Gyula Horn, 80, former Hungarian prime minister helped take down Iron Curtain
By PABLO GORONDI Associated Press June 19, 2013 11:46PM
FILE - Photo taken on Oct. 30, 1990 of then Chairman of the oppositional Hungarian Socialist Party Gyula Horn in the Parliament building in Budapest, Hungary. Gyula Horn, a former Hungarian prime minister who played a key role in opening the Iron Curtain, has died at the age of 80. Horn's death on Wednesday was announced by the Hungarian government and confirmed by the Socialist Party, which he led to victory in the 1994 elections. (AP Photo/MTI, Attila Kovacs)
Updated: June 22, 2013 5:30PM
BUDAPEST, Hungary — Gyula Horn, a former Hungarian prime minister who played a key role in opening the Iron Curtain, has died at 80.
He was best known internationally for his announcement as foreign minister in 1989 that Hungary would allow East German refugees to leave the country for West Germany, one of the key events that helped bring an end to communism in Eastern Europe.
Mr. Horn’s death on Wednesday was announced by the Hungarian government and confirmed by the Socialist Party, which he led to victory in the 1994 elections. He had been hospitalized at a military hospital in Budapest for several years, receiving treatment for undisclosed ailments.
Tens of thousands of East Germans had traveled to Hungary in the spring and summer of 1989 as expectations mounted that the more moderate Communist country might open its borders to the West.
About 600 East Germans took advantage of a picnic organized by Hungarian pro-democracy activists on the border with Austria on Aug. 19 to cross over to the Western neighbor. In the weeks after the picnic, East Germans continued to make attempts to cross, although many were still turned back. Then, on Sept. 11, it fell on Mr. Horn to make public the government’s decision to allow all East Germans to travel West.
The exodus was followed a few months later by the fall of the Berlin Wall and the start of the reunification of the two parts of the country.
The decision to let the East Germans leave was not without risks for Hungary, where 80,000 Soviet troops were still stationed and democratic elections would not be held until March 1990.
While Miklos Nemeth, Hungary’s last communist prime minister, and other officials also deserve credit for the decision, Mr. Horn largely built his reputation in Western Europe, especially in Germany, on the announcement.
An iconic photograph from June 1989 showing Mr. Horn and Austrian Foreign Minister Alois Mock cutting through the wires of the fence separating the two countries enhanced Mr. Horn’s image as a man who helped bring down the Iron Curtain.
Mr. Horn’s “courageous work as Hungarian foreign minister will remain unforgettable to us Germans,” German Foreign Minister Guido Westerwelle said Wednesday.
“Gyula Horn literally cut open the Iron Curtain that had divided Europe for 40 years,” Westerwelle said. “We are taking leave of a great European who did the right thing at a decisive moment in European history.”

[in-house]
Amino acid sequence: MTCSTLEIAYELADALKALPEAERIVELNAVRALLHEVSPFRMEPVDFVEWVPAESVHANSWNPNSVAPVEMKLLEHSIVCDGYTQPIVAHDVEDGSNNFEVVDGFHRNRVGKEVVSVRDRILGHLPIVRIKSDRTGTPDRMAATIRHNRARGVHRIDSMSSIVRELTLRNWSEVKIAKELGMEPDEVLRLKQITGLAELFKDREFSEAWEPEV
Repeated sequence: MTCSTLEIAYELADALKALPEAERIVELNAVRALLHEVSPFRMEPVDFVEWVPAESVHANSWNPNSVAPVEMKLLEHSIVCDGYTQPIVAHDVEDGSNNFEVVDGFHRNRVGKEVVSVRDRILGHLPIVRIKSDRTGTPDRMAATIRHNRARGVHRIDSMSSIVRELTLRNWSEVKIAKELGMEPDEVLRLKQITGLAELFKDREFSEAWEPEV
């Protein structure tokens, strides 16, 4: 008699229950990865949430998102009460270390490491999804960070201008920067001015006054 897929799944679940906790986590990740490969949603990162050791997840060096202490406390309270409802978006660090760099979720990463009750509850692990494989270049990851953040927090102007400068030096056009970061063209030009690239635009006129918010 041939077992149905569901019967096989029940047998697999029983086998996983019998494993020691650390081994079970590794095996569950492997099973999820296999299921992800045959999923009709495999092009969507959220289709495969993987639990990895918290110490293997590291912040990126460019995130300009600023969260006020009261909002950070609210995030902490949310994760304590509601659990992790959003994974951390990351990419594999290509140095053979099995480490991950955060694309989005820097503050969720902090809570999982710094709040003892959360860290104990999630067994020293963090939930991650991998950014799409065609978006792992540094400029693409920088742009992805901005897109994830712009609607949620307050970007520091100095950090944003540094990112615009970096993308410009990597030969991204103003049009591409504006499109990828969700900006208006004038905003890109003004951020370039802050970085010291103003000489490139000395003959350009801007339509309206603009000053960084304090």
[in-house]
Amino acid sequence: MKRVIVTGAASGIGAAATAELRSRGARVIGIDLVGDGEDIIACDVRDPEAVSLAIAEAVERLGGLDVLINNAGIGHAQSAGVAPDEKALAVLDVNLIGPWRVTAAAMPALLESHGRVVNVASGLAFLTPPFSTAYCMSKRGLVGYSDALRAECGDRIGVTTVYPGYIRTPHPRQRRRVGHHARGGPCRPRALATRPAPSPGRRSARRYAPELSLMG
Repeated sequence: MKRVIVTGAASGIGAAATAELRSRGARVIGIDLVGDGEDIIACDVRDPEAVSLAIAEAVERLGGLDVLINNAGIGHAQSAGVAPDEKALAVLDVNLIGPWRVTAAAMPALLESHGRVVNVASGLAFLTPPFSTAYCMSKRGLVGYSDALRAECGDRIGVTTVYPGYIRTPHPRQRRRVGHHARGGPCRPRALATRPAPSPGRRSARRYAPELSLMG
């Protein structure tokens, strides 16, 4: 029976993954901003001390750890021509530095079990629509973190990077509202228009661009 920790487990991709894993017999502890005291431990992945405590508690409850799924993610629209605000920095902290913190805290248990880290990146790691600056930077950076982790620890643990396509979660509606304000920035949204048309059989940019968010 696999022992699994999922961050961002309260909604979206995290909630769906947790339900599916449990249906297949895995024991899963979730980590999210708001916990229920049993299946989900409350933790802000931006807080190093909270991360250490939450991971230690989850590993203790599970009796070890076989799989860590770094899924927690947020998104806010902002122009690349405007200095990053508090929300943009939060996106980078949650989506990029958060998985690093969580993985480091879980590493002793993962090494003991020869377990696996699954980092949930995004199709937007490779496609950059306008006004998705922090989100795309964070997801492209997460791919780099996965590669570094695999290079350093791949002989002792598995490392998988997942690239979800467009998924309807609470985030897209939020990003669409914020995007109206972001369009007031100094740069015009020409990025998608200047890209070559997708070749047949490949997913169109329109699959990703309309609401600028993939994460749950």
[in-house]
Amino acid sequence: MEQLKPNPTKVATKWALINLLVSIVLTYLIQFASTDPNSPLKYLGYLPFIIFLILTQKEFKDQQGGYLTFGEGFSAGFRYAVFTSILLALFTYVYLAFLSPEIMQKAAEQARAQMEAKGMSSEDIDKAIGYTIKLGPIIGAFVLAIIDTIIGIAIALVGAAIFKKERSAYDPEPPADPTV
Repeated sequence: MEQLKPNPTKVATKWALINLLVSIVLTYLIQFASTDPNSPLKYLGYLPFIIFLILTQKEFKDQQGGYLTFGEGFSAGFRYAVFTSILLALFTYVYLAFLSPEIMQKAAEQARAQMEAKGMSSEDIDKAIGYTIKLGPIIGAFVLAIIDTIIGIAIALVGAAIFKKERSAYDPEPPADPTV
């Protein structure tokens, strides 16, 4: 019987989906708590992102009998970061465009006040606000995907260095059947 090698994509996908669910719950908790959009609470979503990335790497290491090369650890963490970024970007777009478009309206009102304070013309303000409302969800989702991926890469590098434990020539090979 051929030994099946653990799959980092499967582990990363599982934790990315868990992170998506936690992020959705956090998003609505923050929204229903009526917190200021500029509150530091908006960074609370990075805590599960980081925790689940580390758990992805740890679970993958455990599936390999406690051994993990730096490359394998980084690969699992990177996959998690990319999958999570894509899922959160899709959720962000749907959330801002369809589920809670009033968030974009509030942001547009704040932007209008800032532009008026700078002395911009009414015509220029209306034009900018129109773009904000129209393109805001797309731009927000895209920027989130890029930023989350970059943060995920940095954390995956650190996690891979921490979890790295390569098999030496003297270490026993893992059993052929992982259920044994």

At home, however, he faced bitter criticism, especially because of his stint of several months in an armed communist militia — the “pufajkasok” — after Hungary’s anti-Soviet Revolution of 1956.
Mr. Horn claimed he never fired his weapon as a member of the militia and once famously answered “So what” to a question in Parliament about his role after the defeated uprising.
In May 1990, Mr. Horn became president of the Socialist Party, which he had helped shape out of the ruins of the former communist party. The party had just been soundly defeated in the first democratic elections in over four decades, but they managed to win a majority in the 1994 elections and on July 15 Mr. Horn became prime minister.
He was in office until 1998 and was followed by Viktor Orban, Hungary’s current prime minister.
Although Mr. Horn remained a parliamentary deputy until 2010, he did not attend any legislative sessions after 2007 because of his deteriorating physical and mental condition.
He made his last public speech on July 6, 2007, at a celebration of his 75th birthday at the Hungarian National Gallery, an event attended by former Soviet leader Mikhail Gorbachev.
While Mr. Horn received several international awards for his actions of 1989, his nominations by the Socialists to receive high state awards on his 70th and 75th birthdays were rejected by two Hungarian presidents because of his communist past.
Born July 5, 1932, Mr. Horn grew up in dire poverty in a working-class district of Budapest, the third of eight siblings.
“I was born into the darkest poverty, constantly in want, even getting enough food was an unending problem,” Mr. Horn wrote in his 1991 autobiography.
His father was killed in 1944 and a brother in 1956, both because of their communist affiliations.
Mr. Horn wrote of being a breadwinner by the time he was 11, pitching in after his family was evicted in the middle of winter because his mother could not come up with the rent.
In 1950, as a member of the Communist Youth, he was picked to study in the Soviet Union and spent the next four years studying accounting in Rostov, Russia, on a scholarship.
Upon his return from Russia he started work at the finance ministry, a job that involved travel in the country and “everywhere I went I saw big problems, tension, although there were areas where things were not that bad,” he wrote.
Mr. Horn got married in 1956 to Anna Kiraly and he left finance for foreign affairs in 1959. He was assigned as an attache to Sofia in 1961 and later to Belgrade.
For the next sixteen years Mr. Horn worked in the foreign affairs section of the communist party’s central committee. In April 1985, he became deputy foreign minister, and on May 11, 1989, foreign minister.
He is survived by his wife and two children, Anna and Gyula Jr.